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Archaeologists Uncovers 11,000-Year-Old Artefacts In Syria
Middle-East-Online ^ | 10-23-2007 | Talal el-Atrache

Posted on 10/23/2007 1:17:42 PM PDT by blam

Archaeologist uncovers 11,000-year-old artefacts in Syria

Latest discoveries in Syria date back to start of Neolithic era in Epipalaeolithic period.

By Talal el-Atrache - DAMASCUS

A small stone anthropomorphic Neolithic figurine

Deep in the heart of northern Syria, close to the banks of the Euphrates River, archaeologists have uncovered a series of startling 11,000-year-old wall paintings and artefacts.

"The wall paintings date back to the 9th millennium BC. They were discovered last month on the wall of a house standing two metres (6.6 feet) high at Dja'de," said Frenchman Eric Coqueugniot, who has been leading the excavations on the west bank of the river at Dja'de, in an area famous for its rich tradition of prehistoric treasures.

The etchings are "polychrome paintings in black, white and red. The designs are solely geometric, and only figurative. The composition is made up of a system cross-hatched lines, alternating between the three colours," Coqueugniot said.

They were found in a circular building, around 7.5 metres (25 feet) in diameter. The excavated house features three solid blocks where the paintings were located.

The main pillar has been completely excavated and stands almost two metres high displaying the new murals, said Coqueugniot, a researcher for the Paris-based National Centre for Scientific Research.

The remains of the building, much larger than the small and rectangular domestic dwellings of the period, "must have been used as a meeting place for the whole village or for a clan," he added.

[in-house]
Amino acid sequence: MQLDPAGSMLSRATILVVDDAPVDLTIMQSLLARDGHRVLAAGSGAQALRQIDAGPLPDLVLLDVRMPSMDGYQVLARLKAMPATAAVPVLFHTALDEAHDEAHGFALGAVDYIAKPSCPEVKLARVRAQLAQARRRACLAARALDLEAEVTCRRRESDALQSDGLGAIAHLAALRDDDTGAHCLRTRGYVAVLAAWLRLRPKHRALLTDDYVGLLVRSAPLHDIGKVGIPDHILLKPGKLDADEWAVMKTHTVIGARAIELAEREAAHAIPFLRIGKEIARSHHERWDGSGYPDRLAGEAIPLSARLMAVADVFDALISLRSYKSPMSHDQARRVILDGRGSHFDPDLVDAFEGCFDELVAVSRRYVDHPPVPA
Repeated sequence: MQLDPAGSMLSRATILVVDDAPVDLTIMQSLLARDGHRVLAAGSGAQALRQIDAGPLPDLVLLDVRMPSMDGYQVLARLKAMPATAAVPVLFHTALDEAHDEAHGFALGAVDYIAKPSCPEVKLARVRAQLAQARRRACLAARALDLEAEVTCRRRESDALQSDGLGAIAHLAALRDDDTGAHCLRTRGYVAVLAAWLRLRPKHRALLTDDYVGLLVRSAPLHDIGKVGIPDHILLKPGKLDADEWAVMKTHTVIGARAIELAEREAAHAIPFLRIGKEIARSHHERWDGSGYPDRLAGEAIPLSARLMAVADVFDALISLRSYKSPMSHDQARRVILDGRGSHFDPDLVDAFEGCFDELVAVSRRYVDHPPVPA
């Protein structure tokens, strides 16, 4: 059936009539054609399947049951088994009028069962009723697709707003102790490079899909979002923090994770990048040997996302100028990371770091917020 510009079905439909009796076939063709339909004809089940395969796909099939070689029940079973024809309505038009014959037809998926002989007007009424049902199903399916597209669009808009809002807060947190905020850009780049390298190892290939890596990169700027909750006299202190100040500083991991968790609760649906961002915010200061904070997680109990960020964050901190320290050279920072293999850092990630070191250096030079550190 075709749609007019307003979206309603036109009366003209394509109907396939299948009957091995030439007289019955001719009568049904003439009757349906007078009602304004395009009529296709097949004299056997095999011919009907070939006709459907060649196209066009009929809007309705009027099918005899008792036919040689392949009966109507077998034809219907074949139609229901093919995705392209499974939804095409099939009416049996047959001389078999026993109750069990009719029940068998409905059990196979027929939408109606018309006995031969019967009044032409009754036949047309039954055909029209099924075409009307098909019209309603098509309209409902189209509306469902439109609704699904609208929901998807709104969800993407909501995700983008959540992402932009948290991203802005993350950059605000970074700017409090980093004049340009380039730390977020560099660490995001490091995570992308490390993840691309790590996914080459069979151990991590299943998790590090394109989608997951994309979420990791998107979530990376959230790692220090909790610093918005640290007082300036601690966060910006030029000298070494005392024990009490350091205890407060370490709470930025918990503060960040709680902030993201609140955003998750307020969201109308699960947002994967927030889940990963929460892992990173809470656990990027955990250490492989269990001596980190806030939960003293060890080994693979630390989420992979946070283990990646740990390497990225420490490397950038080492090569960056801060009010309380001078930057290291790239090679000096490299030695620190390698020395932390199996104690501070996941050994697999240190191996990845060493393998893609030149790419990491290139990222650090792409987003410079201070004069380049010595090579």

Apart from the organic artefacts, which have decomposed over time, the site has provided many well-preserved treasures.

Carved stone tools, flints, seed-grinding implements and brick-grinding stones have been recovered. Many bone objects were also found -- both remnants of the animals that made up part of the daily diet and intricately fashioned tools.

The dig also uncovered several figurines made of gypsum, chalk, bone and clay. The most recent discovery, an 11,000-year-old statue of a man is "particularly important and well preserved," Coqueugniot said.

This item will allow comparisons with other similar sculptures found on sites in the Urfa region of southern Turkey, added the French scientist, who has overseen archaeological projects at Dja'de for 15 years.

"The figures could have had religious significance. The female statuettes could also have been fertility symbols. But they could have had entirely different ritual meanings," Coqueugniot said

"We can only offer hypotheses," he added. "It is still very difficult to say what was the significance of this 11,000-year-old statue of the woman."

The latest discoveries date back to the start of the Neolithic era, in a period known as the Epipalaeolithic.

Many artefacts from this period have been discovered in northern Syria, in particular at Jerf al-Ahmar, a site destroyed by the Tishrin dam, Coqueugniot said. It was one of several built over the past three decades that have flooded a number of archaeological sites.

For example, the dam at Tabqa flooded an area of around 650 square kilometres (250 square miles) after it was erected in 1976. Prior to that, the government approved testing of 56 sites, 20 of which were spared when the dam was built.